Participation in Competitive Athletics Has Increased Dramatically in the Past Decade
History of the Recommendations for Eligibility and Disqualification
Participation in competitive athletics has increased dramatically in the past decade. Ranks of participating athletes have swelled to more than 35 million youth (ages 5-18 years participating in organized sports of all types), nearly 8 million high school varsity athletes, and 500,000 collegiate athletes in the United States alone. Beyond the collegiate years, participation in organized and competitive athletic events has also increased, as exemplified by the tremendous increase in adults completing a marathon (14 million in 2011 versus 5 million two decades before).1
Included in these increasing ranks of competitive athletes are increasing numbers of athletes with cardiovascular (CV) abnormalities. These abnormalities may have been previously recognized or may be clinically silent, and may be either congenital or acquired. There are now more than 1 million adults living with congenital heart disease.2 There is now widespread use of genotyping to identify patients with inherited cardiovascular disease, creating a new class of "genotype positive" athlete that may or may not have the phenotype of the inherited abnormality.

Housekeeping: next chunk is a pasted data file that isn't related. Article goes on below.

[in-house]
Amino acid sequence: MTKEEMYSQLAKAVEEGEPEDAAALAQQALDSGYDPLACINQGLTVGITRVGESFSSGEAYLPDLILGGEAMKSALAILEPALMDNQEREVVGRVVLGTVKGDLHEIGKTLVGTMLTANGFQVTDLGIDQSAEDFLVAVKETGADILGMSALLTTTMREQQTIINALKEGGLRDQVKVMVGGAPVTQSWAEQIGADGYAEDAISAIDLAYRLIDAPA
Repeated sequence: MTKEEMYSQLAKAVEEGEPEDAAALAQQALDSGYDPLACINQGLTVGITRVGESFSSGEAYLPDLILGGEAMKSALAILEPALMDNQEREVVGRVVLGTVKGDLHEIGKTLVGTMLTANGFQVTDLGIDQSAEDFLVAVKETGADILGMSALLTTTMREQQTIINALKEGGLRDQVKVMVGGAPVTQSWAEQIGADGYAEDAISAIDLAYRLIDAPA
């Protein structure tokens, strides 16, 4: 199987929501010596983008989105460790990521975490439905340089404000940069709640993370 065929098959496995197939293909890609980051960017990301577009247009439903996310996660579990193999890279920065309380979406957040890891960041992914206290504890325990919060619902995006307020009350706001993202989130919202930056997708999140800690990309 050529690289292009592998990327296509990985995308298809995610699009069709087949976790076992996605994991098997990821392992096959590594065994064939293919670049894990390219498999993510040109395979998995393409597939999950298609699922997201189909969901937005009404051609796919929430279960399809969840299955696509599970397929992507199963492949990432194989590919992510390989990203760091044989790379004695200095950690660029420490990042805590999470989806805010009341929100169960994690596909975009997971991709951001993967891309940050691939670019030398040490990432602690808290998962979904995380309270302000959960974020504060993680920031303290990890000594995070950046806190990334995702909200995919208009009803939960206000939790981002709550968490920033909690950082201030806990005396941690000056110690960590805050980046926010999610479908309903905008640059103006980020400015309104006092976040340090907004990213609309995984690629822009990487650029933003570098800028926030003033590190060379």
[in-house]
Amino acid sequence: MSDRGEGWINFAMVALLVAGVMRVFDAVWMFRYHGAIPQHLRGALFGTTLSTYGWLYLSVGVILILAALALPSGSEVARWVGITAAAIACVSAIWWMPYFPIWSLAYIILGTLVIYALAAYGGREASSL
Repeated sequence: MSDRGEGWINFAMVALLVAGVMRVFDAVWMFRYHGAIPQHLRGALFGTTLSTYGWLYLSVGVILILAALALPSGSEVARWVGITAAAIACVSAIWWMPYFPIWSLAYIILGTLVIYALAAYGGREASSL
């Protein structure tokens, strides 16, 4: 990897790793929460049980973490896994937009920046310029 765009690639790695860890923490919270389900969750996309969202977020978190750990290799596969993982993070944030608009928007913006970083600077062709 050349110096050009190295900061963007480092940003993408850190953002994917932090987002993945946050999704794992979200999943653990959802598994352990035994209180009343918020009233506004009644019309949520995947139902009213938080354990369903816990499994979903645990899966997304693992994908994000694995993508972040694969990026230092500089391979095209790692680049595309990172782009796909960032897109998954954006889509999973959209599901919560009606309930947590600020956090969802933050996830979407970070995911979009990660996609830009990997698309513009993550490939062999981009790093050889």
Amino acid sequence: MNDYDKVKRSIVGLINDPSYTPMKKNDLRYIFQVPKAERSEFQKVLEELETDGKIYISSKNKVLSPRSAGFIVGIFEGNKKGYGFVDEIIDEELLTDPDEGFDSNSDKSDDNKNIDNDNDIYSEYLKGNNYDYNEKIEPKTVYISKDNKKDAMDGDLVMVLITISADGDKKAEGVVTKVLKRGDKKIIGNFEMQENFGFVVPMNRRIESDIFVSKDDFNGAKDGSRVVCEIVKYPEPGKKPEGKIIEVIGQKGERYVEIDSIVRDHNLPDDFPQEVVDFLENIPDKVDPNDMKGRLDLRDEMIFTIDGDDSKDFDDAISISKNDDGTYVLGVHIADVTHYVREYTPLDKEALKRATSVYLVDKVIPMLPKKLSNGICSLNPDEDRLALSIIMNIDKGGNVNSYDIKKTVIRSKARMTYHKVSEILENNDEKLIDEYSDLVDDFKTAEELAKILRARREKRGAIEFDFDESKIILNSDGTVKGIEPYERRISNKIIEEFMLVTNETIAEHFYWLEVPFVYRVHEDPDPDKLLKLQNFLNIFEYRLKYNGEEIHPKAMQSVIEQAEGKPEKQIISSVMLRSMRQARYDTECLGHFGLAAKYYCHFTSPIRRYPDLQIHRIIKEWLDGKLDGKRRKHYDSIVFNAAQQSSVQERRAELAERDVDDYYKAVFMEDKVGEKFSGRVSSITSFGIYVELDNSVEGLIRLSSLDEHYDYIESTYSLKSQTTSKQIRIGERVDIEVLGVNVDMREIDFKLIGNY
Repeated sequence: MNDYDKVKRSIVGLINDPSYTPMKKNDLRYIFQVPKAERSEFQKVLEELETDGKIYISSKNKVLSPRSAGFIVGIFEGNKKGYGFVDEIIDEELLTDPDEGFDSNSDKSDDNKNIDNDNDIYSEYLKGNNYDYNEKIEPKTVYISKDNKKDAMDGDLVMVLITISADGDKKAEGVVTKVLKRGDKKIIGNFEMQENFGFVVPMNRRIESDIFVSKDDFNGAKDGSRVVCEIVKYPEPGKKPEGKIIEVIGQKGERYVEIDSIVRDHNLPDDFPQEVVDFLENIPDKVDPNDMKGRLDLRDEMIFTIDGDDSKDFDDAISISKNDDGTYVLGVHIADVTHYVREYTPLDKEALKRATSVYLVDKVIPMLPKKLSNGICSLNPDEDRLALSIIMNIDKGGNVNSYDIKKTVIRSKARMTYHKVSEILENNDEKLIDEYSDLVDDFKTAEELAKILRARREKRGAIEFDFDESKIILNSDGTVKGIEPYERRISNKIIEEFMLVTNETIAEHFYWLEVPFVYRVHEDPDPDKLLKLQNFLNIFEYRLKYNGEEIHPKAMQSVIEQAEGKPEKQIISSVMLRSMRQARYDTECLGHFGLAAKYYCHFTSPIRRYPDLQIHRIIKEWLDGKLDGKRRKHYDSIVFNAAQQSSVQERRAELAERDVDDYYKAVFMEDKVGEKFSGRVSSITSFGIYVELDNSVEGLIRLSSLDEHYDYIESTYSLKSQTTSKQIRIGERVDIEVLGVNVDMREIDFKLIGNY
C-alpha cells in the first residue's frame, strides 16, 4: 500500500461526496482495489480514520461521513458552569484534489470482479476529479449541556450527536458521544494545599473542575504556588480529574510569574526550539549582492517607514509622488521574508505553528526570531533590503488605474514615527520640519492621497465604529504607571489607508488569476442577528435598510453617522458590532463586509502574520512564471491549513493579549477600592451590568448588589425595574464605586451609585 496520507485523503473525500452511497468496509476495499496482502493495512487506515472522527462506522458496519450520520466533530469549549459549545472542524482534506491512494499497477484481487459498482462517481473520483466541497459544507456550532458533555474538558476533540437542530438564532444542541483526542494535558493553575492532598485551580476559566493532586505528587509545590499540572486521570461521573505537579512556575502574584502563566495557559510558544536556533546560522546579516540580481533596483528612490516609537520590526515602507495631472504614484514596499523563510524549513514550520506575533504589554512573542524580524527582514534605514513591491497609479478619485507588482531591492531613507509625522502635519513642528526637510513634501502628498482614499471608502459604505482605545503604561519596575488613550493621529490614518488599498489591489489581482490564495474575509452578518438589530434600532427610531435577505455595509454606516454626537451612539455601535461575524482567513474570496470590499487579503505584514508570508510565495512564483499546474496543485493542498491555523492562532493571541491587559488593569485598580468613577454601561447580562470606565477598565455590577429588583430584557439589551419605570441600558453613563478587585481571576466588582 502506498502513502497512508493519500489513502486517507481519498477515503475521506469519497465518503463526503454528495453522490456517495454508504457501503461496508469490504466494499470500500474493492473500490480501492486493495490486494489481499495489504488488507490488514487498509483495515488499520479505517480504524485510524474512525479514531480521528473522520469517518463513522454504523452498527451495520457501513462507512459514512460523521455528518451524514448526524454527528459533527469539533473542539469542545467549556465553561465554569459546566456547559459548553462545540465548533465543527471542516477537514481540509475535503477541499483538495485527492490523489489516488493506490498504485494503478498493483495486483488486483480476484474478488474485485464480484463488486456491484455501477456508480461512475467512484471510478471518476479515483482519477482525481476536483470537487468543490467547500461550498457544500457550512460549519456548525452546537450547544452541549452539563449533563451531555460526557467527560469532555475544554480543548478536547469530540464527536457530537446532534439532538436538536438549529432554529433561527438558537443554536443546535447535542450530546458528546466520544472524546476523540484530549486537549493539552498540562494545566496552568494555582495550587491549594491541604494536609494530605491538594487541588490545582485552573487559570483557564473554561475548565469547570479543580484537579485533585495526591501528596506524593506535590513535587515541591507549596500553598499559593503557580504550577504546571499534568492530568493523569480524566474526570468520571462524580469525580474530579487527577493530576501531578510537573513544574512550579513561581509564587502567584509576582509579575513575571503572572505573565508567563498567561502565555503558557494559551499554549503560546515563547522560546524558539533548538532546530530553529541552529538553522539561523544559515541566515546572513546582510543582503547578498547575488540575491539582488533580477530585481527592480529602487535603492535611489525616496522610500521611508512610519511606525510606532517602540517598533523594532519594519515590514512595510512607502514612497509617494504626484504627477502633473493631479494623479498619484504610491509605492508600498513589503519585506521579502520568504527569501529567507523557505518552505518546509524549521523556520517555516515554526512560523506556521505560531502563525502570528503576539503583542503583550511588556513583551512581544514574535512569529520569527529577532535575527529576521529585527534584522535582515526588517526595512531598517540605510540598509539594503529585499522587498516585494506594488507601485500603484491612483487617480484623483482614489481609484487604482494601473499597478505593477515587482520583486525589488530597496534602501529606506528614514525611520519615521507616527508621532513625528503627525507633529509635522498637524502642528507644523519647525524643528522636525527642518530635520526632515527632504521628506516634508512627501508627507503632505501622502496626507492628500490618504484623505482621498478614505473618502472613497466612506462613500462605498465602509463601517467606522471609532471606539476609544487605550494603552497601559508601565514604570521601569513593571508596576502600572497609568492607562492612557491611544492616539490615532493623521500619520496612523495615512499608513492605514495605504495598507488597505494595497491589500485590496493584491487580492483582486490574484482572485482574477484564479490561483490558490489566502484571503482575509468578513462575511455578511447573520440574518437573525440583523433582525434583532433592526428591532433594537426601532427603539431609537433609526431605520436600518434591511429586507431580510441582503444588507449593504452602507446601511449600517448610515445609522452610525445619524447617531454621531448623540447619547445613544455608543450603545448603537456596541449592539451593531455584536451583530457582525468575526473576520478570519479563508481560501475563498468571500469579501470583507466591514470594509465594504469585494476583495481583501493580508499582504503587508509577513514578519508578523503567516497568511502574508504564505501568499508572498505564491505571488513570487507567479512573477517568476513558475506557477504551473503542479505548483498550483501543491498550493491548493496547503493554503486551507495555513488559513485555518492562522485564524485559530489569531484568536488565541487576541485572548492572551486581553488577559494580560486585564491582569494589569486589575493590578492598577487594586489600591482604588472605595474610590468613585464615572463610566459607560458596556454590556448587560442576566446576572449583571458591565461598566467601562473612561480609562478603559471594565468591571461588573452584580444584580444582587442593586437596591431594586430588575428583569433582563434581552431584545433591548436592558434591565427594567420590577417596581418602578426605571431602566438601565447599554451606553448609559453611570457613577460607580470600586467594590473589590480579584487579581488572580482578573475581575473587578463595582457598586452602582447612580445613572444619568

Patients with congenital or acquired CV abnormalities that have been surgically corrected, medically treated, or provided with prophylactic measures via drugs or devices seek guidance from their health providers on the risks and benefits of participation in competitive athletics.
The American College of Cardiology (ACC) convened a series of meetings to address the issue beginning in 1985 and published a series of "Bethesda Conferences" on the topic, convening every 10 years. Bethesda #36 in 2005 was the last.3 The face-to-face conferences no longer take place, and the process has transformed into a series of expert consensus documents jointly produced by the ACC and the American Heart Association (AHA), following the rigorous methods and policies for scholarship, peer review and freedom from conflict of interest specified by those organizations.4